Ossos (1997) reviewed ★★★★

Pedro Costa has constructed a beautifully simple but profound film working with approximately five-to-seven pages of dialogue, if that. The entire piece is carried forward through extremely small details, facial expressions, and sounds which is what, I think, lends itself to a perfect example of mise-en-scène demonstration. Life usually never consists of us finding out things through spoken words, but through actions. All of these factors combined, bring such a realistic experience to the point where you can’t believe these characters are fictionalized. Costa gives life to characters in a rare and unique way that not exactly gives us a relatable stance to them, but rather a sympathetic response due to the realism given on screen by these actors. Ossos takes place within the largest city of Portugal, Lisbon. It centers around the lives of a few youths whose lives together deteriorate as they cannot keep composed the cruel circumstances with which they live in. One of the main characters, Tina, is a suicidal teenaged mother who, seeing nothing but good in the irresponsible father, gives the baby to him in high hopes of the baby’s well-being. However, the father is in no means of changing his life, and the unwise actions he takes with the baby only worsens everybody’s situation. Pedro Costa wrote and directed Ossos with such calm fluidity and pacing that one viewing is simply not enough.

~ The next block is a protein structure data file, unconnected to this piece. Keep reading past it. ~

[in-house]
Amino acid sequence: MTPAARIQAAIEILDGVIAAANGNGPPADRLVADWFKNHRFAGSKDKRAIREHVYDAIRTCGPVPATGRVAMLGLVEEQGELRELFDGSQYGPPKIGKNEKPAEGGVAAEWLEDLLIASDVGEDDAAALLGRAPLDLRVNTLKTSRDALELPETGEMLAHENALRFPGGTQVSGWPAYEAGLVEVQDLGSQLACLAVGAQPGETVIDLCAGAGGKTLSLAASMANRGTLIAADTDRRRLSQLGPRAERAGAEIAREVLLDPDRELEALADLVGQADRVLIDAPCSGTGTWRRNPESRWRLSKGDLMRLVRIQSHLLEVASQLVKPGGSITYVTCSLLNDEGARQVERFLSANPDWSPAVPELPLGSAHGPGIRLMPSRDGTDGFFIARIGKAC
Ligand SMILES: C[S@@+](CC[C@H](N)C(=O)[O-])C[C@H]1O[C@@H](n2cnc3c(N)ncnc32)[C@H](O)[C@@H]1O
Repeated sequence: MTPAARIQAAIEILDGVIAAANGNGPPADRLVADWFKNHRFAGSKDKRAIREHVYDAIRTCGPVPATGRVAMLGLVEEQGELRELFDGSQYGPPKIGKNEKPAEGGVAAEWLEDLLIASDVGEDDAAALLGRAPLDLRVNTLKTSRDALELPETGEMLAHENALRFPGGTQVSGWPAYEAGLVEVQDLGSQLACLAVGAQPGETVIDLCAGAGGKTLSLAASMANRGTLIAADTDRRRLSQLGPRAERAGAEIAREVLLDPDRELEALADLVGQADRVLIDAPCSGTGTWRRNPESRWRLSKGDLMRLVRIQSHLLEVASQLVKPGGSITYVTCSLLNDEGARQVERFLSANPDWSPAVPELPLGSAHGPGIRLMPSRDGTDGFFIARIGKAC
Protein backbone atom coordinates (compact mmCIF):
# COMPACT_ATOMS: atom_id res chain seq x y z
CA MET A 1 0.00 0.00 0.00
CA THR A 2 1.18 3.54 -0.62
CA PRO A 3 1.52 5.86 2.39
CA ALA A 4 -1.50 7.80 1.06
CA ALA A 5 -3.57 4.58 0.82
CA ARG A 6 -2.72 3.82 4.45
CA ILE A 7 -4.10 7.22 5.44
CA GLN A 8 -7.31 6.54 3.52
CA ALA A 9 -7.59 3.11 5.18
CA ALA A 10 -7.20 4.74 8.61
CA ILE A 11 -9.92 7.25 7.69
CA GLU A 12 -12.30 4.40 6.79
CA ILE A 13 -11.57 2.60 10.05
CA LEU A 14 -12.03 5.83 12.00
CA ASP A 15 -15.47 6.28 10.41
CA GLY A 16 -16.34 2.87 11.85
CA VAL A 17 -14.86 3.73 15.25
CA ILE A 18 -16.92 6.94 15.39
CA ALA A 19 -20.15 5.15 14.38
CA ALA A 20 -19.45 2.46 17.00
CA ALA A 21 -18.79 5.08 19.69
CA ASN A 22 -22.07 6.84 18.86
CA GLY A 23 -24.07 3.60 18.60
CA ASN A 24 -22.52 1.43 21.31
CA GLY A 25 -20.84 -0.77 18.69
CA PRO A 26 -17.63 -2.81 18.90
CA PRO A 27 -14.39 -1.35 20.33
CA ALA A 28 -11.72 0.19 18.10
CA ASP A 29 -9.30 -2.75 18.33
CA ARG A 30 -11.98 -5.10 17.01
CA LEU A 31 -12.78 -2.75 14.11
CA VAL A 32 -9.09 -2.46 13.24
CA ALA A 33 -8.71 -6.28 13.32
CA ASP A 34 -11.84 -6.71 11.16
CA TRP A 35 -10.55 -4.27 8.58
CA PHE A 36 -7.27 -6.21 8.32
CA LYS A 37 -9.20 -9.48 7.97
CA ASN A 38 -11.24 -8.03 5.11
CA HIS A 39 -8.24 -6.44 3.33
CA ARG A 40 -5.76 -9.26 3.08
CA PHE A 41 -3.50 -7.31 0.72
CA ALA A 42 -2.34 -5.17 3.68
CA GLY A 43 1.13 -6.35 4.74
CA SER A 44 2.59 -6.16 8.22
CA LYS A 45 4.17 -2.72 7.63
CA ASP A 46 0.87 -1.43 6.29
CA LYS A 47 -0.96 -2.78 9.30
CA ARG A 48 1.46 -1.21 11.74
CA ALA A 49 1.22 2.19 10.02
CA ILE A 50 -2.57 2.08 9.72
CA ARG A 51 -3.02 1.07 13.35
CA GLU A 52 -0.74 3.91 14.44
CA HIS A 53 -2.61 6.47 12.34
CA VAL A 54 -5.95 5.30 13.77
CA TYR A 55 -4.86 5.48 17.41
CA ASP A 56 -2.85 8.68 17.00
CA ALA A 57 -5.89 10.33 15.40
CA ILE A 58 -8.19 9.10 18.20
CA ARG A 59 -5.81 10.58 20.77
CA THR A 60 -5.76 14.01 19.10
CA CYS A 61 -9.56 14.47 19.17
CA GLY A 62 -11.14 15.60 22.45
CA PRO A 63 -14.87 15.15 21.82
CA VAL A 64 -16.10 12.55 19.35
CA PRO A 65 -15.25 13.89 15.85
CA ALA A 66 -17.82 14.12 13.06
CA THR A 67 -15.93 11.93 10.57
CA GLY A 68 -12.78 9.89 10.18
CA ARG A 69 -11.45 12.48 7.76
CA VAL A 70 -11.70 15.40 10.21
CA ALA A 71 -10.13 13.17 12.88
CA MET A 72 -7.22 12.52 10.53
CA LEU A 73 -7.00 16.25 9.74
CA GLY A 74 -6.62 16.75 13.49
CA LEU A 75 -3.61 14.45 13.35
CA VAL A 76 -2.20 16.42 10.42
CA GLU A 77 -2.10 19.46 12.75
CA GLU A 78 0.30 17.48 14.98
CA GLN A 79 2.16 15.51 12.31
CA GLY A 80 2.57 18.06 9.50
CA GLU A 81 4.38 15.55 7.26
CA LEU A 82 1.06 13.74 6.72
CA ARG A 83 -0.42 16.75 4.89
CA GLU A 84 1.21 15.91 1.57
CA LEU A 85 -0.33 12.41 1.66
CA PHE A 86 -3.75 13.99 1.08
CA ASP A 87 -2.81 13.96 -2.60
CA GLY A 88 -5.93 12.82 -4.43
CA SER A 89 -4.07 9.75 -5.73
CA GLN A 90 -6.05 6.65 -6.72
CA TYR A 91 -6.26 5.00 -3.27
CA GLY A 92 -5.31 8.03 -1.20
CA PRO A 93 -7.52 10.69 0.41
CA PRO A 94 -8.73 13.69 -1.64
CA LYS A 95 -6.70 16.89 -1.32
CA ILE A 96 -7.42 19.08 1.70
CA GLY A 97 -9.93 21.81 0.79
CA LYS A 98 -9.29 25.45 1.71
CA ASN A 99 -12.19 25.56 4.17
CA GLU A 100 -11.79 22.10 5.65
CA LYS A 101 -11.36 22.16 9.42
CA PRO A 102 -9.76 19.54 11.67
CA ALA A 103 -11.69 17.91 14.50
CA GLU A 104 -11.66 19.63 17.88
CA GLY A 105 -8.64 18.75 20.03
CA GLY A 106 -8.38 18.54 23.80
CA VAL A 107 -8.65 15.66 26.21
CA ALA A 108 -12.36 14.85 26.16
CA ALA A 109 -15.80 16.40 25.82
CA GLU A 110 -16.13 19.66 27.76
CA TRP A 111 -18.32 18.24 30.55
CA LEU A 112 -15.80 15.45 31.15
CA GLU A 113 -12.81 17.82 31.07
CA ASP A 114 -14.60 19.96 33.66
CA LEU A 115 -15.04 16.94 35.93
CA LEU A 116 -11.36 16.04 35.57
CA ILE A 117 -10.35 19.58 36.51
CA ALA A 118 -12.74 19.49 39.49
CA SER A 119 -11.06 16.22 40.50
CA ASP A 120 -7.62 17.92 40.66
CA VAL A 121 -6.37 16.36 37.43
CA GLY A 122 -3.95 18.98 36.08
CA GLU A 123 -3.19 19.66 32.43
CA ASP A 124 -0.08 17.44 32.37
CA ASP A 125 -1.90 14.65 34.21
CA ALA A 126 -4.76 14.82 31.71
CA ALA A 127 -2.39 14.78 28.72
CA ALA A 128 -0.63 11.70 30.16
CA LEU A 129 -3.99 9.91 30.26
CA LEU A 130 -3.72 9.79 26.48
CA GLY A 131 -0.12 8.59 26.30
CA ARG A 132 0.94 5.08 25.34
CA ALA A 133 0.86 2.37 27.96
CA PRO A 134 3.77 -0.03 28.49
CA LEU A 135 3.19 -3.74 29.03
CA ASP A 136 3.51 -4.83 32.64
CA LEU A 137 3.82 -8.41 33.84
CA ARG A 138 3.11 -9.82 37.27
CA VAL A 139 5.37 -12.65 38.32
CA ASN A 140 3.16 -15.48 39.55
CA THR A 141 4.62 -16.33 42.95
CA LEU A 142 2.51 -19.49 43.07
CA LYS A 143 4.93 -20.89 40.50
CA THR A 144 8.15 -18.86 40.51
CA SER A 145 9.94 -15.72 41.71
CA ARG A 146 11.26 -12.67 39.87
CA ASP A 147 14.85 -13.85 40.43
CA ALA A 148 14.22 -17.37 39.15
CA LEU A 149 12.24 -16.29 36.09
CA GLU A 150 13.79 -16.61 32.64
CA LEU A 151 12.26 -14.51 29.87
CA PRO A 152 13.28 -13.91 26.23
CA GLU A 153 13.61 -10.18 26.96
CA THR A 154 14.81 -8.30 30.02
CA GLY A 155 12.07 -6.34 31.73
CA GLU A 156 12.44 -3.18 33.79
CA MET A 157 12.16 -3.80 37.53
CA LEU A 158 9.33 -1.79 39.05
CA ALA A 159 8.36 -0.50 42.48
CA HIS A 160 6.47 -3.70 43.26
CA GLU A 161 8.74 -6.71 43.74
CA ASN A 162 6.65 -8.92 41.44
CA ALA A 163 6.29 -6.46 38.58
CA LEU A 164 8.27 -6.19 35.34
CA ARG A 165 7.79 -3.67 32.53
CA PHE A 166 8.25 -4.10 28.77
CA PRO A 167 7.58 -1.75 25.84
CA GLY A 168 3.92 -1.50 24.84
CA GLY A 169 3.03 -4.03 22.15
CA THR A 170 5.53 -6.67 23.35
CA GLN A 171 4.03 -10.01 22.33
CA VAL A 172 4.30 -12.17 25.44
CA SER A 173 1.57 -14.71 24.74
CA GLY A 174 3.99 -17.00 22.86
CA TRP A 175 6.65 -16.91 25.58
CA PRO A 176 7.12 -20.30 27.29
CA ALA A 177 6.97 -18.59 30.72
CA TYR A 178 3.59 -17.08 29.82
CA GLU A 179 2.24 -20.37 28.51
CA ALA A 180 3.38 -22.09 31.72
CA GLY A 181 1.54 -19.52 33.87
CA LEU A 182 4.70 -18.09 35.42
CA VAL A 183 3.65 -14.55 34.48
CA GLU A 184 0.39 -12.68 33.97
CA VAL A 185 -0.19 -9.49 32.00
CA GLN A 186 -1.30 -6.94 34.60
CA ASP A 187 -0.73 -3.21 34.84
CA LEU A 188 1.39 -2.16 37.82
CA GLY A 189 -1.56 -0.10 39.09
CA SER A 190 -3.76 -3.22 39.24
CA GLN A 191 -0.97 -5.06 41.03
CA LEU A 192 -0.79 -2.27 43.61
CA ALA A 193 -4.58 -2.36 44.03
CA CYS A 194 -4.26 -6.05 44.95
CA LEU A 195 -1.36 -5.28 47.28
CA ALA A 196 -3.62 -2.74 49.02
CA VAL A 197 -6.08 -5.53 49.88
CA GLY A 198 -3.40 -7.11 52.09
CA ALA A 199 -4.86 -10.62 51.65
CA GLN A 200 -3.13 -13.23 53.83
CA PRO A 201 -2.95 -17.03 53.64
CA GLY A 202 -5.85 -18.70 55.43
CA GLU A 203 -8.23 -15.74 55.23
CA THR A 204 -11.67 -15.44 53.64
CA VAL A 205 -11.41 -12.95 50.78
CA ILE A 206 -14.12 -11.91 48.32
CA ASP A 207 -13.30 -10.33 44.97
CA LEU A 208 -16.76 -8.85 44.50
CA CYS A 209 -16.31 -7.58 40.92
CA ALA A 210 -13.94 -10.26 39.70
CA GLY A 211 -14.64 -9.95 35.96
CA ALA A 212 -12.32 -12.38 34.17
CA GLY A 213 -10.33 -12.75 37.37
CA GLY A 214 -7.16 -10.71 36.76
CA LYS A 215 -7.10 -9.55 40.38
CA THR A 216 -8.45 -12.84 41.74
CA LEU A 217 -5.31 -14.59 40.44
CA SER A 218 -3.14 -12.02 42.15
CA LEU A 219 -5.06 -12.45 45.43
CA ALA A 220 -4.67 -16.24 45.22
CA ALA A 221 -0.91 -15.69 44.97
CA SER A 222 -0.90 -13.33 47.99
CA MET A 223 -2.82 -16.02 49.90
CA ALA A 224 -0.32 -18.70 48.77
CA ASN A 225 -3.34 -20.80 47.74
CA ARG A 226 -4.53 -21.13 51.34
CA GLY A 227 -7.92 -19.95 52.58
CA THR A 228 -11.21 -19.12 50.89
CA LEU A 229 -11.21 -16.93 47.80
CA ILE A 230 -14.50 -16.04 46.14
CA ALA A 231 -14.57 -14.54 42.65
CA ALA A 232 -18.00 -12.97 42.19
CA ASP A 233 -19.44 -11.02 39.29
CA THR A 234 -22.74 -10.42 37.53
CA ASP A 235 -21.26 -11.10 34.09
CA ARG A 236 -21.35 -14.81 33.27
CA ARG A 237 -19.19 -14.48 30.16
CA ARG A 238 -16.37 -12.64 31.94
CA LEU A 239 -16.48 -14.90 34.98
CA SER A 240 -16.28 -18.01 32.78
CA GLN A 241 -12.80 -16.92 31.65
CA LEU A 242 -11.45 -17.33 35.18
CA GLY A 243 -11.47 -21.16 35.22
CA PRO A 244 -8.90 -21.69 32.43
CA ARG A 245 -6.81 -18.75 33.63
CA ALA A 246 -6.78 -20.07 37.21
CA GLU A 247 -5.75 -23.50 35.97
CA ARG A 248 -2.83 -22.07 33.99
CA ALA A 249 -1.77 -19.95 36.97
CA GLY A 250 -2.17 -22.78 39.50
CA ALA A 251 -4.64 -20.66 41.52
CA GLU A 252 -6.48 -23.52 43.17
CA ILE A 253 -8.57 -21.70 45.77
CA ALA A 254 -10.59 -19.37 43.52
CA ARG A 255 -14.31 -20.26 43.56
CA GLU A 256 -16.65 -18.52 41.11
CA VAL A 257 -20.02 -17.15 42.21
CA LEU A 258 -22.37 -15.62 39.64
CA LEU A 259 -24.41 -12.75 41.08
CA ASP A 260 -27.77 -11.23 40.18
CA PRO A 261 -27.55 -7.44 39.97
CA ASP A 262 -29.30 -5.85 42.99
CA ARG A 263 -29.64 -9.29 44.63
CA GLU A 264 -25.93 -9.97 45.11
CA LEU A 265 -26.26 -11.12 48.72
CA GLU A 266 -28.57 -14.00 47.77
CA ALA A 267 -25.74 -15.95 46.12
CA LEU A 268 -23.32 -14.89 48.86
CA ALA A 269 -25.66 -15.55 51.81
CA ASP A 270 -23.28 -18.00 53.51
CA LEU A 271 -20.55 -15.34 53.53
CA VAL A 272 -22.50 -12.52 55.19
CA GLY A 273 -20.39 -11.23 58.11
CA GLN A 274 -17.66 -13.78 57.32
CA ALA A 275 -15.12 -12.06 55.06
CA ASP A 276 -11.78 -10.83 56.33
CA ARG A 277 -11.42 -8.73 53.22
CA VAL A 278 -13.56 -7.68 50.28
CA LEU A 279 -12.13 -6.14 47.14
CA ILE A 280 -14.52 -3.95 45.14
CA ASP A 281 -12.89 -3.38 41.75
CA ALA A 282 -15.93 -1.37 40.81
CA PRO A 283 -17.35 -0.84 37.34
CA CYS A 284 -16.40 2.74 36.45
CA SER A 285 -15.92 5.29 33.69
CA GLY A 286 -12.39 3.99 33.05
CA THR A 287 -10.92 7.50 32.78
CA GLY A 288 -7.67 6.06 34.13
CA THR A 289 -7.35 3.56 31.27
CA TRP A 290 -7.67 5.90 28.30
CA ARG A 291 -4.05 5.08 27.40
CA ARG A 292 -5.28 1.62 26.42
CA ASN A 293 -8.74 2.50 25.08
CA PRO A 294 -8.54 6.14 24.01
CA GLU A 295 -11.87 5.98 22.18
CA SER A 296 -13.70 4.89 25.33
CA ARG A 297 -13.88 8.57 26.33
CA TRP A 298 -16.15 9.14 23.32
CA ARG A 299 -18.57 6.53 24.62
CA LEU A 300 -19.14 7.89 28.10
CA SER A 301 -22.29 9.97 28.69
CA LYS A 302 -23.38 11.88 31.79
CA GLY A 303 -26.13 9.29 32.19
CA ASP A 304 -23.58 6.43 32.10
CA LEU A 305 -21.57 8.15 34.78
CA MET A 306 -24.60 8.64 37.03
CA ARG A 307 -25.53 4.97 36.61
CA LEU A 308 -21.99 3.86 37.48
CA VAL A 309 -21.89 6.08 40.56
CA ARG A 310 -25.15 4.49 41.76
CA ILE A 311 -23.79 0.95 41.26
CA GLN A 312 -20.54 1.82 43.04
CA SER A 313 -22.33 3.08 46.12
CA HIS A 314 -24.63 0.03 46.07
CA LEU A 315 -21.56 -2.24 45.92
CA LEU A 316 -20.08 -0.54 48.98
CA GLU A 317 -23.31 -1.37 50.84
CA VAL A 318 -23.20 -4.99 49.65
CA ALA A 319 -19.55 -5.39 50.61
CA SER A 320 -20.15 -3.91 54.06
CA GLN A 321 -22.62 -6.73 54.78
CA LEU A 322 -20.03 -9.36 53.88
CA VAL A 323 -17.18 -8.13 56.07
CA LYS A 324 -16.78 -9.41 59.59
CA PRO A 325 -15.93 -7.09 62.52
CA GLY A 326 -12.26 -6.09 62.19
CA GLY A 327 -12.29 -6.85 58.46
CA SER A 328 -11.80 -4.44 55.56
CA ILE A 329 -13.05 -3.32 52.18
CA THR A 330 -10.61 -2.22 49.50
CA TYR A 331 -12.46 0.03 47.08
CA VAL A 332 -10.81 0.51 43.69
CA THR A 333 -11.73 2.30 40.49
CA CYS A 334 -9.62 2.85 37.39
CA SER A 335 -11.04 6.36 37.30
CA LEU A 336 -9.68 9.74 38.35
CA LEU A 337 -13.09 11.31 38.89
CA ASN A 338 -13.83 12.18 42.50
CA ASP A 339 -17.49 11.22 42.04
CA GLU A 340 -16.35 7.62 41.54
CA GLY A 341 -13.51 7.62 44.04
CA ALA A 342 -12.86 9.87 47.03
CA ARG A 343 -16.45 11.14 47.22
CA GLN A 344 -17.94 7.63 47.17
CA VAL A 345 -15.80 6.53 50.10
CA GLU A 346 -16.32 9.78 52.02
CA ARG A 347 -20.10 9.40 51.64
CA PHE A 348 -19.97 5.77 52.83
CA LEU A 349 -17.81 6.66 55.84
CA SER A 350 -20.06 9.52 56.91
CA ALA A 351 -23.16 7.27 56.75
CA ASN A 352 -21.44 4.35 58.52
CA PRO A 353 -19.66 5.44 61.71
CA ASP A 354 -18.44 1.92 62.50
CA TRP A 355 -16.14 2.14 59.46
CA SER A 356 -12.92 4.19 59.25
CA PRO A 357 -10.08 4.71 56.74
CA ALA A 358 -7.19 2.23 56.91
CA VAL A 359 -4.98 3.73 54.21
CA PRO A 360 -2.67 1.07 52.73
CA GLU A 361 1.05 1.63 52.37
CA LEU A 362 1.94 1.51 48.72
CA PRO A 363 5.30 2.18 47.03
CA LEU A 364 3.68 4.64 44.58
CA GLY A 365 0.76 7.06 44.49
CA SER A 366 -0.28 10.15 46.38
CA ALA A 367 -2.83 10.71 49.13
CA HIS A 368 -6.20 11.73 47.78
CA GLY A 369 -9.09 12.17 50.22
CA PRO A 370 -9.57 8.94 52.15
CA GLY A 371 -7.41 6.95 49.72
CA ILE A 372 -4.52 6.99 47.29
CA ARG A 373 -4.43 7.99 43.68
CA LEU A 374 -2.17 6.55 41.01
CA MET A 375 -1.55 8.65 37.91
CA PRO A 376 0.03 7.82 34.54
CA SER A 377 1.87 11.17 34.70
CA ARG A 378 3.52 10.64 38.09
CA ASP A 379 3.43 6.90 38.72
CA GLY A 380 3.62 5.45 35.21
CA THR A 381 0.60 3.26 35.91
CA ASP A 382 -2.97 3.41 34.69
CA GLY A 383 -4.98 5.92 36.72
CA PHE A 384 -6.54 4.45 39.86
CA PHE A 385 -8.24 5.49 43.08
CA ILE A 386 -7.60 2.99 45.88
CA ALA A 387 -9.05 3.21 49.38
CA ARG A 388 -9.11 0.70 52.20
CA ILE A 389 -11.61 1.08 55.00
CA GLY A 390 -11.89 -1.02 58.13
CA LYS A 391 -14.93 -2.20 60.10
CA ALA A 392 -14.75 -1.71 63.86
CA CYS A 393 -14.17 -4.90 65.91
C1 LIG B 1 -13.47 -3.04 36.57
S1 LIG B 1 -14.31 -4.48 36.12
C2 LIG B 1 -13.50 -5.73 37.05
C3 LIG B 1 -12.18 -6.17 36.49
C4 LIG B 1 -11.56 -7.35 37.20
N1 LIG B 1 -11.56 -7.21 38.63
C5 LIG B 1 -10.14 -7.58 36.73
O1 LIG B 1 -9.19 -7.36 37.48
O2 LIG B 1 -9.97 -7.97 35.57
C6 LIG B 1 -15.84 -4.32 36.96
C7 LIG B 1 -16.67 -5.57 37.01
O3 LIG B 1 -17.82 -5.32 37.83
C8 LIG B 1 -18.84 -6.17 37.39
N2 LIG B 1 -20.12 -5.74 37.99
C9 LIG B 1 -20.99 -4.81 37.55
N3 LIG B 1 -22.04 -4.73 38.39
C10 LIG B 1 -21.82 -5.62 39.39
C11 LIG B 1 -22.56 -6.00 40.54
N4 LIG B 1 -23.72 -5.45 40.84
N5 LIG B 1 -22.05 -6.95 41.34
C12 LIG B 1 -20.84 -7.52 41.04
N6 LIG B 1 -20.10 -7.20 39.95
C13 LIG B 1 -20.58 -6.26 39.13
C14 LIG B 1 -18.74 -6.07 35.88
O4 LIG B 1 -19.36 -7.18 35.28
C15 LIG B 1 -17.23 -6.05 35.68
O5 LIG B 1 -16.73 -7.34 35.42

Thank you for reading,

Omar Antonio Iturriaga